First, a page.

NY Prison Escape: What the Latest Clues Tell Investigators in Search for Inmates

Today marks the seventh day of the search for the convicted killers.

— -- The search for the two inmates who broke out of a maximum security prison in upstate New York has now entered its seventh day, and despite alerts in several states, police appear to have zeroed in on areas near the Dannemora facility.

Residents in the towns surrounding Dannemora are on edge as police are constantly adapting their search based on tips that are either phoned in or scents that bloodhounds have picked up.

Here is the latest update on the clues that have led police to where they are today.

Picking Up Scents

Capt. Tim Pino, who leads the K-9 unit in New Jersey's Somerset County but is not directly involved in the inmate manhunt, told ABC News that in quiet areas -- much like the rural area where the prison is located -- scents can stay traceable for "a couple of weeks, solid."

"Obviously, time is always of the essence but if it's at an undisturbed area it will last a very long time," Pino said.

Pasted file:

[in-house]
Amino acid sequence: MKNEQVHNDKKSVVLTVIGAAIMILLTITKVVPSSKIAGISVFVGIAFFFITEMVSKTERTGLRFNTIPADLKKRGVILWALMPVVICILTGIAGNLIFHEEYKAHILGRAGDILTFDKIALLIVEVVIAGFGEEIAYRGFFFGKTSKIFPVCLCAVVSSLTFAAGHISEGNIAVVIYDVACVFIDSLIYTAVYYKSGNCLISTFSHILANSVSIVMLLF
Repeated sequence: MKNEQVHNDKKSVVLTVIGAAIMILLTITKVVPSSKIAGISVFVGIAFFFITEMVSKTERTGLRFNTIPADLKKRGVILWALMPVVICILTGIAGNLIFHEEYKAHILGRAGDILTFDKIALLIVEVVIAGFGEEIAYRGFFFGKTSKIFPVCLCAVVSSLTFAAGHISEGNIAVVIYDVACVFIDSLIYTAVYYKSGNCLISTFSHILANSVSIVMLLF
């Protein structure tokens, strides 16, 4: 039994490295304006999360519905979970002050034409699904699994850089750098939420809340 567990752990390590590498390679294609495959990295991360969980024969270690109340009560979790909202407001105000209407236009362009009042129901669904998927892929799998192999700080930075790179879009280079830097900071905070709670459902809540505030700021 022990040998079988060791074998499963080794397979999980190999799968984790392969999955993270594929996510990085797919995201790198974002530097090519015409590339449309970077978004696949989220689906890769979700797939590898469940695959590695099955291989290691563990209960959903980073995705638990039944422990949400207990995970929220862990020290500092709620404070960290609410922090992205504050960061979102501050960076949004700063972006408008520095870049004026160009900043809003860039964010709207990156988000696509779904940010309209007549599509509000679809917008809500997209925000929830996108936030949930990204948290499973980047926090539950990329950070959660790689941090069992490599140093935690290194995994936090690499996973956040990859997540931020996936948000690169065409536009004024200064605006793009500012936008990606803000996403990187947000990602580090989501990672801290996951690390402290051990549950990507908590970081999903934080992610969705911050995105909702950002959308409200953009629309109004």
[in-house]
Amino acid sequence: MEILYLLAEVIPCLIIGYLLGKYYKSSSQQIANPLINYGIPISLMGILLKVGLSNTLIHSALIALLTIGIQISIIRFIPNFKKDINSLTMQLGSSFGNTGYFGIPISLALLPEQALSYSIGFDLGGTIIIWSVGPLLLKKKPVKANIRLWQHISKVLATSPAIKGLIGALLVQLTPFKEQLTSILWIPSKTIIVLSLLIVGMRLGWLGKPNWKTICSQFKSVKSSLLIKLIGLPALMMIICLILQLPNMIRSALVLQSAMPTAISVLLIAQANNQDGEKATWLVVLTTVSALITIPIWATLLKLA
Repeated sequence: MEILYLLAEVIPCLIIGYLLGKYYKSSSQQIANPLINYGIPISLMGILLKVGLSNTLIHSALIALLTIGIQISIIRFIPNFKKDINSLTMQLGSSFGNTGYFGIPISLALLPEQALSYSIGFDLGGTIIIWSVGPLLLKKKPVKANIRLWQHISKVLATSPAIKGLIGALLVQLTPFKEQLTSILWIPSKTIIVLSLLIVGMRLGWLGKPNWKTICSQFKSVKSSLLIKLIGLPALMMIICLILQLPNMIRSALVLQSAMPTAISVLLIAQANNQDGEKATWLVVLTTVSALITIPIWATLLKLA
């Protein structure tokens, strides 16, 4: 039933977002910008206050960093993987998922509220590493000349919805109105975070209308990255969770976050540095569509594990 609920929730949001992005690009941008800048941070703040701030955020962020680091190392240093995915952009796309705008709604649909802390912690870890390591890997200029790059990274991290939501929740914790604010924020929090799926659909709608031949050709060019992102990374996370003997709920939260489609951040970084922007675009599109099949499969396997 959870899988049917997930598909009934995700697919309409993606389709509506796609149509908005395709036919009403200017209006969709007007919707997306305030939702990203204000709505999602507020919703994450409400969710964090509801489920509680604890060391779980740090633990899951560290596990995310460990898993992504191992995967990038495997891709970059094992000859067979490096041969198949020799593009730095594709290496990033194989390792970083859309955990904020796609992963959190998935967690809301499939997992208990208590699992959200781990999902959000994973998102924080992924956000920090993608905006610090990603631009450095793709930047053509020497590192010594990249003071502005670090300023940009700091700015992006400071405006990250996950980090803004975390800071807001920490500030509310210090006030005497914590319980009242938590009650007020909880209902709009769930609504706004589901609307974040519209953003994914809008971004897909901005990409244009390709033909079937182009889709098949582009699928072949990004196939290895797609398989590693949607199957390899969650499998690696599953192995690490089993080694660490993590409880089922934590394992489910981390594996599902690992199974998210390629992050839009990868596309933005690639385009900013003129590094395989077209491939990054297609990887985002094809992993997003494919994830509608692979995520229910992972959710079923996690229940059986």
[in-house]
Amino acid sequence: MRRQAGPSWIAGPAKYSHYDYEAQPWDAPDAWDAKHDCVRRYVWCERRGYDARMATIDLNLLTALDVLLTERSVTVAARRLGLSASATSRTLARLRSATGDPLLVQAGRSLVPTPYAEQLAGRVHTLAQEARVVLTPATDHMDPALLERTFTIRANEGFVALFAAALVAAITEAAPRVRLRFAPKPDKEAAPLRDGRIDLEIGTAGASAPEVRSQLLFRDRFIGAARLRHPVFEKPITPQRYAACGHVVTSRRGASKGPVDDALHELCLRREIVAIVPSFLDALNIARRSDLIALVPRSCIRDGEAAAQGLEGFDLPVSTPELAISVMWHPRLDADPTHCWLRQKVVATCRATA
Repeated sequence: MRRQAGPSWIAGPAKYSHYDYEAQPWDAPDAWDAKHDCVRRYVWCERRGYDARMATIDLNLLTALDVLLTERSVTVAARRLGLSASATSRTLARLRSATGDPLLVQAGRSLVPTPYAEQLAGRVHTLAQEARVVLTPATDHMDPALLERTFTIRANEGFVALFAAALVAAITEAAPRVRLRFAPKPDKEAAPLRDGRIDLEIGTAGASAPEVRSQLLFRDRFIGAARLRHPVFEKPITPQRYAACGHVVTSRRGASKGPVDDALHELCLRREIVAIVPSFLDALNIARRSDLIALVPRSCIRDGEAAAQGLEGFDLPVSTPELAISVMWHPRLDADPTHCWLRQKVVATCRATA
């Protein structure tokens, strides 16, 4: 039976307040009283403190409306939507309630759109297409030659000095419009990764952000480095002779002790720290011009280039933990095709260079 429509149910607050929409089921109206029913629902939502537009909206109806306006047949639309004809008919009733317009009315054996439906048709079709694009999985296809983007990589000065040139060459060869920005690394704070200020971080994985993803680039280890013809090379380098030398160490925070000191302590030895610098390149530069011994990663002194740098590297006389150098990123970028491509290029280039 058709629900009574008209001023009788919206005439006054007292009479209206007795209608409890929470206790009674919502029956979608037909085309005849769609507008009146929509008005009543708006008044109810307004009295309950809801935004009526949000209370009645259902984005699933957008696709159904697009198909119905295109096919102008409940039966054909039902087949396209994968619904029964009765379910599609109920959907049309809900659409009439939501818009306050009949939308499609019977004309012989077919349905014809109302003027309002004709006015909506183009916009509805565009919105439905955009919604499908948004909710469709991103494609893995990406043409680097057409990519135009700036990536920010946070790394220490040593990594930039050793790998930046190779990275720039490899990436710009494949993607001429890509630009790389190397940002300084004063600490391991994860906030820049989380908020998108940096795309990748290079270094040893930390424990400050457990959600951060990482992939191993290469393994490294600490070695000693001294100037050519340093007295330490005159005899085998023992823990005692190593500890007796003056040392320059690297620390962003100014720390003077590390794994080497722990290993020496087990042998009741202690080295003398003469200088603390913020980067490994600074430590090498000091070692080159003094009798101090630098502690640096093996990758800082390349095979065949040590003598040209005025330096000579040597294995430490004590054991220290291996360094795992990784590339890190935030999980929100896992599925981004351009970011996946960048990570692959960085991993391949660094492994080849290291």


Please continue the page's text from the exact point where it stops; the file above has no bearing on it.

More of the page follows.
"If there are numerous people trampling over the area it makes it harder for the dog.”

In ideal conditions and depending on the direction of the wind, Pino said, the bloodhounds can trace a scent for "miles and miles."

Looking Back at the Escape

While much of the focus early on in the investigation was on how the inmates were able to obtain power tools while inside a maximum security prison, now experts are looking at the skill with which they used those tools, according to one local engineer.

Licensed engineer Larry Jeffords of Plattsburgh, New York, who has previously done work at the Clinton Correctional Facility, told The Associated Press the hole they cut in the steam pipe showed some skill.

"It tells me either they are very good at what they do, with a lot of good training. Or they had very good equipment. Or somebody else cut the hole for them," Jeffords said after seeing the photos from the scene.

Sweat and Matt used the unspecified tools to cut their way out of their separate cells, officials have said throughout the investigation.

The Female Prison Employee's Earlier Investigation

New York State corrections officials investigated whether Joyce Mitchell, who worked in the tailor shop at Clinton Correctional Facility, had a relationship with Sweat before he escaped, according to two sources briefed on the probe.

The investigation ultimately concluded that there was not enough evidence to take any action against Mitchell, the sources said.

This comes after State Police told reporters Wednesday Mitchell “was befriended or she befriended the inmates and may have had some sort of role in assisting them.” He would not elaborate.

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